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Python Concepts for Data Science: Lambda Functions

Functions are a handy tool whenever we want to perform a repetitive task. It helps us by preventing to write the same section of codes over and over again. However, situations can arise when we want to define a function for a single use. Like for example, a function such as:

def plus_one(x):
    return x+1

One can argue why define such single line functions. The answer would be because some functions such as map(), filter(), etc. required a function as an argument.


A lambda function thus allows us to define a single line, readable and temporary function for such use. The above specified plus_one() function can be written as a lambda function as

plus_one = lambda x: x+1 

However note that, although a variable name can be assigned for lambda function, it is not a good practice to do so. A lambda function is thus also known as a 'Anonymous function' i.e. a function without a name.


Syntax

lambda arguments: expression

The syntax of lambda function is the keyword lambda followed by the argument. Then comes the expression separated from argument by the : (colon) sign.


To get a better understanding of the lambda function, lets look at a few examples.


Example 1: use with filter()

The filter() function in Python takes in a function and a list as arguments.

The function is called with all the items in the list and a new list is returned which contains items for which the function evaluates to True. Here is an example use of filter() function to filter out only even numbers from a list.

my_list = [1, 5, 4, 6, 8, 11, 3, 12]

new_list = list(filter(lambda x: (x%2 == 0) , my_list))

print(new_list)

The above function might look complex in first sight. For simplicity we can create a normal function for comparison.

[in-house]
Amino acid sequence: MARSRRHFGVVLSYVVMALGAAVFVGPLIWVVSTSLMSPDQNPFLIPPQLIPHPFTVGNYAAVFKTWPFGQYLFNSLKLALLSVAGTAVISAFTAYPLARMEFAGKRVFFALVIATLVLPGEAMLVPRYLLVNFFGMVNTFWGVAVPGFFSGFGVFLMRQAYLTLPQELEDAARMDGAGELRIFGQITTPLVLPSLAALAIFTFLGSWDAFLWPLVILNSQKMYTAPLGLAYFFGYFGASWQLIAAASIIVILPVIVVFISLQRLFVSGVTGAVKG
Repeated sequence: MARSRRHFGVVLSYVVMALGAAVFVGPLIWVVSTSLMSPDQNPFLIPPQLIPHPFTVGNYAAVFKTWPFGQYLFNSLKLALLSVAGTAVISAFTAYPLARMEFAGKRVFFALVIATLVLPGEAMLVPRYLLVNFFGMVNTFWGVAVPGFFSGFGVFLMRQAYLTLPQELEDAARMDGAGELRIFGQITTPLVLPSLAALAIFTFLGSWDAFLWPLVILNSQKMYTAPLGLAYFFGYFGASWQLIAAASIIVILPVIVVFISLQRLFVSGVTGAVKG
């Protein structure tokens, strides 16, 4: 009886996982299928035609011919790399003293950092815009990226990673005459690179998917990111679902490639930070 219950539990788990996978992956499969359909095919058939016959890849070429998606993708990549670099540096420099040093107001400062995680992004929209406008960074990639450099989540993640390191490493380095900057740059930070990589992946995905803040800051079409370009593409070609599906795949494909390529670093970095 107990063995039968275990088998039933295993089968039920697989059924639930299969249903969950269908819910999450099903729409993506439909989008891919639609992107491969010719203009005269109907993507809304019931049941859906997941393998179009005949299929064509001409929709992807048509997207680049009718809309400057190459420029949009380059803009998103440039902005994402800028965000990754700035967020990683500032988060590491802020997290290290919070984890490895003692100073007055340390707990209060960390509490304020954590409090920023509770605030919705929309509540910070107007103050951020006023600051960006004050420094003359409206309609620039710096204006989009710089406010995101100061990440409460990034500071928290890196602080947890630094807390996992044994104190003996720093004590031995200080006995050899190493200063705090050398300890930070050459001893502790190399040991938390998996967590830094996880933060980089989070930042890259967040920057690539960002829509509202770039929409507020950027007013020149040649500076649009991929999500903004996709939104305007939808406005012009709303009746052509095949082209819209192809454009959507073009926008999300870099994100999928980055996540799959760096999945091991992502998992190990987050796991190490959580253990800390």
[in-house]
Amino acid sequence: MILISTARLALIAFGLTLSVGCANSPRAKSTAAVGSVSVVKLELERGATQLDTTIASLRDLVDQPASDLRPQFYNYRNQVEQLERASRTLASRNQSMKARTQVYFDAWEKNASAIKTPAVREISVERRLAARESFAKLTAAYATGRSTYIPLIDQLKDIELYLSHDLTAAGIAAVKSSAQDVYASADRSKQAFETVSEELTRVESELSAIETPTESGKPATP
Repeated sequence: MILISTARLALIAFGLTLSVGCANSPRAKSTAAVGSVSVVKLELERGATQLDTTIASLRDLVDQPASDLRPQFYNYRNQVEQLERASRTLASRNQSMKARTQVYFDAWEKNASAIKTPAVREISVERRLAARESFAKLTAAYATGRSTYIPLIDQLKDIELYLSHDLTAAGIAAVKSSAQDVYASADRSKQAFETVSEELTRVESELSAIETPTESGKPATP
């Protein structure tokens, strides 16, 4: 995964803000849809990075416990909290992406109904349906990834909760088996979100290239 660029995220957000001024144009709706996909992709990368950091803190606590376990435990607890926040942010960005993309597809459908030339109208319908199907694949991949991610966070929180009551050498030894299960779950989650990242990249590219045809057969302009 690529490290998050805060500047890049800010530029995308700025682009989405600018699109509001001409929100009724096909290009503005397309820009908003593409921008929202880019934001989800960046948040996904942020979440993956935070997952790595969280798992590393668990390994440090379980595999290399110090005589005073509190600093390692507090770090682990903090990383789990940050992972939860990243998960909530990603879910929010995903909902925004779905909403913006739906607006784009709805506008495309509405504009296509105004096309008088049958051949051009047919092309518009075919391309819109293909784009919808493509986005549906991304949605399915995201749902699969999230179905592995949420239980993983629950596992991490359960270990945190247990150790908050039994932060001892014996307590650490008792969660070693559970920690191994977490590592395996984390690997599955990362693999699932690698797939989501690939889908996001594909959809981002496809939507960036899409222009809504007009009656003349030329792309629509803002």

my_list = [1, 5, 4, 6, 8, 11, 3, 12]

def even(x):
  if x%2 == 0:
    return True
  else:
    return False
    
new_list = list(filter(even, my_list))
print(new_list)

If we compare the two functions above, the entire even() function has been reduced into a single line code. This makes the code shorter and easier to read. The output of both the codes is

[4, 6, 8, 12]


Example 2: use with map()

The map() function in Python takes in a function and a list.

The function is called with all the items in the list and a new list is returned which contains items returned by that function for each item. Here is an example use of map() function to double all the items in a list.

my_list = [1, 5, 4, 6, 8, 11, 3, 12]

new_list = list(map(lambda x: x * 2 , my_list))

print(new_list)

The output of the above code is:

[2, 10, 8, 12, 16, 22, 6, 24]


The pros and cons of lambda

Now we've looked at defining and using lambda function, lets look at its advantages and disadvantages.


Pros

  • Good for simple logical operations that are easy to understand. This makes code more readable too.

  • Good when you want a function that you will use just one time.

Cons

  • They can perform one expression, It's possible to have multiple independent operations in one lambda function.

  • Bad for operations that would span more than one line in a normal def function. If you need a minute or two to understand the code, use a named function instead.

  • Bad because you can't write a doc-string to explain all the inputs, operations, and outputs as you would in a normal def function.

Choosing whether or not to use a lambda function depends entirely on the user. However, it is essential to understand their use since one will inevitable come across it in other people's code. Although overwhelming at first sight, lambda function is rather easy to implement once you understand its syntax and will definitely come handy when you clean large data in data science.


You can find the example in my GitHub

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